Inaugural Summer INstitute
UIW President Dr. Louis J. Agnese, Jr., drops by the lab to visit with students.
For two weeks in June, a group of 20 top-performing local high school students became junior scientists while attending the university’s first-ever science camp -- the UIW Summer INstitute.
During the camp, students dove head-on into the world of science and health professions as they participated in ongoing university research projects, visited local hospitals and experienced first-hand knowledge of scientific research laboratories. Students also had the opportunity to embark on projects including studying electric fish and developing aspirin and antibiotics.
Mixing science with just plain fun, President Dr. Louis J. Agnese, Jr., visited the college-bound students in the lab, fielding questions such as “What's the difference between a dean and a president?” and “What do most UIW students major in?”
The INstitute gave students a glimpse of college life by allowing them to stay in a residence hall, eat at a dining hall and attend seminars on how to succeed in college. The summer camp helped expose students to cutting-edge research and career opportunities in the fields of biology, chemistry, nutrition, kinesiology, nursing and pharmacy science.
All of the students attending were rising high school juniors with a grade-point average of 3.5 or better.
New Residence Hall on the Hill
The Grossman International Conference Center (ICC) has company on the hill with construction of a new 45,000-sq.-ft. residence hall and 30,000-sq.-ft. parking garage complex. The tall brick building nestled behind the ICC is receiving finishing touches before opening to the first wave of residents in August.
The residential parking complex will provide housing for 188 students. Living space includes large community areas on each floor including a lounge, kitchen, three study rooms and two common areas. Two of the floors contain private rooms, and one floor contains double rooms accommodating two residents; all rooms have private bathrooms.
The new housing complex is a popular choice for residential students and is filling up quickly. With increasing enrollment, housing demands continue to rise. The new building provides the additional rooms and parking required to meet UIW's growing needs.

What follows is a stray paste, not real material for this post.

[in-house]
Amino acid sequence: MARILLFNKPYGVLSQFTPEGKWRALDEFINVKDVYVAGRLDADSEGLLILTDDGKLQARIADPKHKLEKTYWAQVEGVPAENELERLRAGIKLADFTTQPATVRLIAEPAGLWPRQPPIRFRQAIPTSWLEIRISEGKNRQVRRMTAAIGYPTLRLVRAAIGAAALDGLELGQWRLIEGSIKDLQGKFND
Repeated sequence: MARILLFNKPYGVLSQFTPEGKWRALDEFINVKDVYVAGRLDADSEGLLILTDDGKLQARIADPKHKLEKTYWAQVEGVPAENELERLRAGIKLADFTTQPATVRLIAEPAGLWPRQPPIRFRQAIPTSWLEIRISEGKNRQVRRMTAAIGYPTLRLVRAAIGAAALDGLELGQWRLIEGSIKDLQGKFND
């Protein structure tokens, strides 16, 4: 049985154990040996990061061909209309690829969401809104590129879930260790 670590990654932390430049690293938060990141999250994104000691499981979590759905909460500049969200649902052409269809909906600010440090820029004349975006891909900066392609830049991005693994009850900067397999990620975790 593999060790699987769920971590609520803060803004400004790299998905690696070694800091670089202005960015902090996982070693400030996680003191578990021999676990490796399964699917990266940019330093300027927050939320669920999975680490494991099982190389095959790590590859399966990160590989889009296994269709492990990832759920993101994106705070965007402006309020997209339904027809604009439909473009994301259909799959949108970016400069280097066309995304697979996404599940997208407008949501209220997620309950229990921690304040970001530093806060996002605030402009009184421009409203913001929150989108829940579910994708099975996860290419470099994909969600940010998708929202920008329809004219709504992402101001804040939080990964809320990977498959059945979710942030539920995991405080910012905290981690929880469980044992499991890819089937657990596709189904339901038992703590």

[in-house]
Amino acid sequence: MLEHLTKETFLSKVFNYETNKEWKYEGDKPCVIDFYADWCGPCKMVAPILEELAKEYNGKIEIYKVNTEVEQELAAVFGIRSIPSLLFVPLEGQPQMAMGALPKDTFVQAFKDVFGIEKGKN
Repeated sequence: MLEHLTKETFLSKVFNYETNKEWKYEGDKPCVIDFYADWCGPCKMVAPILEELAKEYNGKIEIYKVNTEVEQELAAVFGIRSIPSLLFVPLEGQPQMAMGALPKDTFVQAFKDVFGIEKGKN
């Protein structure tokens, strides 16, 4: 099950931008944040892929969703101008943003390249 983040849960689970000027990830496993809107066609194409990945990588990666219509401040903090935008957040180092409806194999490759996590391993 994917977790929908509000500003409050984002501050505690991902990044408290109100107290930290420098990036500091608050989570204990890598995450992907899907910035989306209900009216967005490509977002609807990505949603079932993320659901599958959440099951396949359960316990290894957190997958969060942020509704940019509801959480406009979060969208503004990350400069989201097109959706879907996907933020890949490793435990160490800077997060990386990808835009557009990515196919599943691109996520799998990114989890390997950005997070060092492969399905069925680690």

A Pair of Kemper Scholars
Hernandez (left) and Martinez (right) with President Agnese.
Rising sophomores Denise Hernandez of Houston and Richard Martinez of San Antonio are UIW's newest Kemper Scholars. Hernandez, a political science major, and Martinez, a computer information systems major, will take part in the prestigious Kemper program that prepares students for leadership and service, especially in the fields of administration and business.
Kemper Scholars receive annual scholarships of $3,000-$8,000 based on need during their sophomore, junior, and senior years of college and $6,000 stipends for work as interns in major nonprofit organizations. The selection of two scholars this year is evidence of the quality of UIW's candidates.
Since 1948, the Kemper Scholar Program has advocated liberal arts and provided students opportunities for career exploration and practical experience through internships. Kemper Scholars represent academically superior, community spirited and well-rounded undergraduates. Alumni have gone on to make outstanding contributions as leaders in organizations and communities around the country.
Recognition as National Health Model
UIW and its community health partner St. Philip of Jesus Parish (SPJP) were recognized in the journal of Biosecurity and Bioterrorism as an exemplary case for local public health partnerships.
The university and parish were mentioned by the Working Group on Community Engagement in Health Emergency Planning in its recent findings and policy implications that were published in the journal. The group believes that communities and grassroots groups can help define a plan and increase public support in dealing with potential epidemics such as an influenza pandemic.
The group cited the UIW and SPJP partnership as a national model for this movement.
UIW Extends Reach to Arizona
UIW is now fully licensed by the Arizona State Board of Postsecondary Education to begin offering degree programs in the state. With this approval, the university will open the first full-service Catholic university in Arizona.
Once full diocesan approval is obtained, UIW will proceed with plans to also develop two single-sex high schools in collaboration with St. Thomas Aquinas Catholic Community.